parking orbit n.

an orbit around the earth or some other planet from which a space vehicle can be launched farther into space; also, an orbit which is stable and from which visits to the planet surface can conveniently be made

  • 1941 R. Heinlein Methuselah's Children in Astounding Science-Fiction Aug. 76/1 page image Robert A. Heinlein bibliography

    Approaching Earth, he called over the patrol frequency and asked for a parking orbit, as he did not wish to set the Chili down on Earth.

  • 1953 R. A. Heinlein Starman Jones 203 Robert A. Heinlein

    They hung in parking orbit while their possible future home was examined from the control room.

  • 1953 R. A. Heinlein Starman Jones (1975) xvii. 184 Robert A. Heinlein

    I want the ship placed in a parking orbit.

  • 1958 R. Silverberg in Original Science Fiction Stories Jan. 6/1 Robert Silverberg

    Even had the strangers come that night, if they had left their ship in a parking orbit and landed on World by dropshaft, it might not have happened.

  • 1967 J. Blish Star Trek 79 James Blish

    The planet’s effective mass would change, and perhaps even its center of gravity…so that what had been a stable parking orbit for the Enterprise at one moment would become unstable and fragment-strewn the next.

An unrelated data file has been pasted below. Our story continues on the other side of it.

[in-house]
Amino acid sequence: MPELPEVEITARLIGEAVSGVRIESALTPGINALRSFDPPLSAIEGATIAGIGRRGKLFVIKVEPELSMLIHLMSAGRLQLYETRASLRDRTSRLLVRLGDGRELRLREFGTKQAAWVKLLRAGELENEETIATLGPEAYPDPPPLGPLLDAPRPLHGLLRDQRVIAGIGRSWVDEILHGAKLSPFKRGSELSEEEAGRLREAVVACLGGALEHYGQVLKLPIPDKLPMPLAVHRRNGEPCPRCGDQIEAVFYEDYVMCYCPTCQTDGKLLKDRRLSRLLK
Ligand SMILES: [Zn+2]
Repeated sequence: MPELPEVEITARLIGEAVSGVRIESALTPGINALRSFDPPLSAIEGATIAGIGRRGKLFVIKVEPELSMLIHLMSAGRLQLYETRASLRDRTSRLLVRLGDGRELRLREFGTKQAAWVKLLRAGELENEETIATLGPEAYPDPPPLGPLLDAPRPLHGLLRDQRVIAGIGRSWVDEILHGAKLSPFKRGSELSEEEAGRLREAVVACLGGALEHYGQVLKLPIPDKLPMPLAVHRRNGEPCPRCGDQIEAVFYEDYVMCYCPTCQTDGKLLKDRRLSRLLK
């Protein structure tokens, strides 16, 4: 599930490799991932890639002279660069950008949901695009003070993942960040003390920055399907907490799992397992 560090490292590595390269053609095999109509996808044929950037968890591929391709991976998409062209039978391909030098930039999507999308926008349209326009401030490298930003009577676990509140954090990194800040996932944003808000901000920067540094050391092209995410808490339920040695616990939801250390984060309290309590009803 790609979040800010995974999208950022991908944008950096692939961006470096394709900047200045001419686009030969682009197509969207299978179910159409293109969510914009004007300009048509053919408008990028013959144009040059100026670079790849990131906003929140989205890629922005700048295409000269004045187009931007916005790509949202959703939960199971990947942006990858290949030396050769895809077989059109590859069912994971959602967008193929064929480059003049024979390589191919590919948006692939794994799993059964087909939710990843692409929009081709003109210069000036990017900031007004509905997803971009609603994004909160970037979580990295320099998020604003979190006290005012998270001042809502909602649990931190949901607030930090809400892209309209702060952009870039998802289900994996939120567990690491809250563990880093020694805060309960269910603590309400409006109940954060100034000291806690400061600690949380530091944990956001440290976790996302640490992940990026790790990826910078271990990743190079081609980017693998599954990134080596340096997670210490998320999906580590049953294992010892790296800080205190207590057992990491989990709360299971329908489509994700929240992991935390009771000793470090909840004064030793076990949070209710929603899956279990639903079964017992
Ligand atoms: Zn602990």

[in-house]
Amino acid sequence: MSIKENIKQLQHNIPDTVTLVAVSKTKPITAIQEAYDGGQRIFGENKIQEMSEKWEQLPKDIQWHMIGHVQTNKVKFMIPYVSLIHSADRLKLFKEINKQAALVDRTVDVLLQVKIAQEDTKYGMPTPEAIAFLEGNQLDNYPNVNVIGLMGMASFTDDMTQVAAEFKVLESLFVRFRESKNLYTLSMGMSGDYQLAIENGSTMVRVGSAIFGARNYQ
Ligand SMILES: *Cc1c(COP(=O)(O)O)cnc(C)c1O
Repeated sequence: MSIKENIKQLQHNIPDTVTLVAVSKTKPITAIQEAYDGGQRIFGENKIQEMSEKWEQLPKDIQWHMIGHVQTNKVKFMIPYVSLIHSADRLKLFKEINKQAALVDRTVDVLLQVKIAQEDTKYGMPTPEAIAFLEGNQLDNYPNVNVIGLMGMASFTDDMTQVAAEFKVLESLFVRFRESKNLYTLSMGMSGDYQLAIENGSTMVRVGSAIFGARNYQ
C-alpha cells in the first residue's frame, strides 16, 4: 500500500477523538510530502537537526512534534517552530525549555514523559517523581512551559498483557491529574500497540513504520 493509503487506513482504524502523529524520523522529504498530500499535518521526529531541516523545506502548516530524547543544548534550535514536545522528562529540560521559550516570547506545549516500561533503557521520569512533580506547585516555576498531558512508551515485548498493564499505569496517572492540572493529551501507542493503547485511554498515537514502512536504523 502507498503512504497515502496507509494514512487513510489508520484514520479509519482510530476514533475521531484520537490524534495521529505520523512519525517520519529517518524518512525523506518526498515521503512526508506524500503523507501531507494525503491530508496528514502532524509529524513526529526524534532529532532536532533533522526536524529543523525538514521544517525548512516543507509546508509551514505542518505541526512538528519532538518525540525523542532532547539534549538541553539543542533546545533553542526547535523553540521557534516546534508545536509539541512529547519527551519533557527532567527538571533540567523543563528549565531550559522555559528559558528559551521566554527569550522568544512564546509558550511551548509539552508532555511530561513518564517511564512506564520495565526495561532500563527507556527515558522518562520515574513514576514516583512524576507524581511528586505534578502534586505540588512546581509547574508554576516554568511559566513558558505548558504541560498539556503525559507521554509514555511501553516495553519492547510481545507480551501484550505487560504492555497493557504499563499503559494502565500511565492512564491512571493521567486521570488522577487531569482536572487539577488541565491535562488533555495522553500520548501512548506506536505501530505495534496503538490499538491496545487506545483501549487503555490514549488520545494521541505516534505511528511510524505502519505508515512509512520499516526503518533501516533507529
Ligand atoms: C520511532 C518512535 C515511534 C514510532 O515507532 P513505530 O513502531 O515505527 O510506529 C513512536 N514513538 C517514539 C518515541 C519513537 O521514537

• 1978 D. Bischoff & T. White Forbidden World in Amazing Stories Jan. 113/2 page image David Bischoff Ted White bibliography

    It took more time than they thought it would, and they had to leave their parking orbit and retreat further from Anteron III to make them safer from any possible reprisals.

  • 1991 M. Byers MisFITS in Aboriginal Science Fiction Mar.–Apr. 46/2 page image Mike Byers bibliography

    A plan of action was needed, and quickly. He was approaching a parking orbit.

  • 2000 M. Jarpe Vasquez Orbital Salvage & Satellite Repair in Asimov’s Science Fiction July 54 page image Matthew Jarpe bibliography

    Unidentified vessel, your current heading is in violation of Venus orbital priorities, alter course for high parking orbit and identify at once.

Research requirements

antedating 1941

Earliest cite

Robert A. Heinlein, "Methuselah's Children", in Astounding

Research History
Ralf Brown located and Mike Christie submitted a 1958 cite from Robert Silverberg's "Prime Commandment".
Jeff Prucher verified a 1953 cite from the first publication of Robert A. Heinlein's "Starman Jones"
Jesse Sheidlower submitted a 1941 cite from Robert Heinlein's "Methuselah's Children," in Astounding.

Earliest cite in OED2: 1960; updated to the 1953 Heinlein cite in OED3.

Last modified 2020-12-16 04:08:47
In the compilation of some entries, HDSF has drawn extensively on corresponding entries in OED.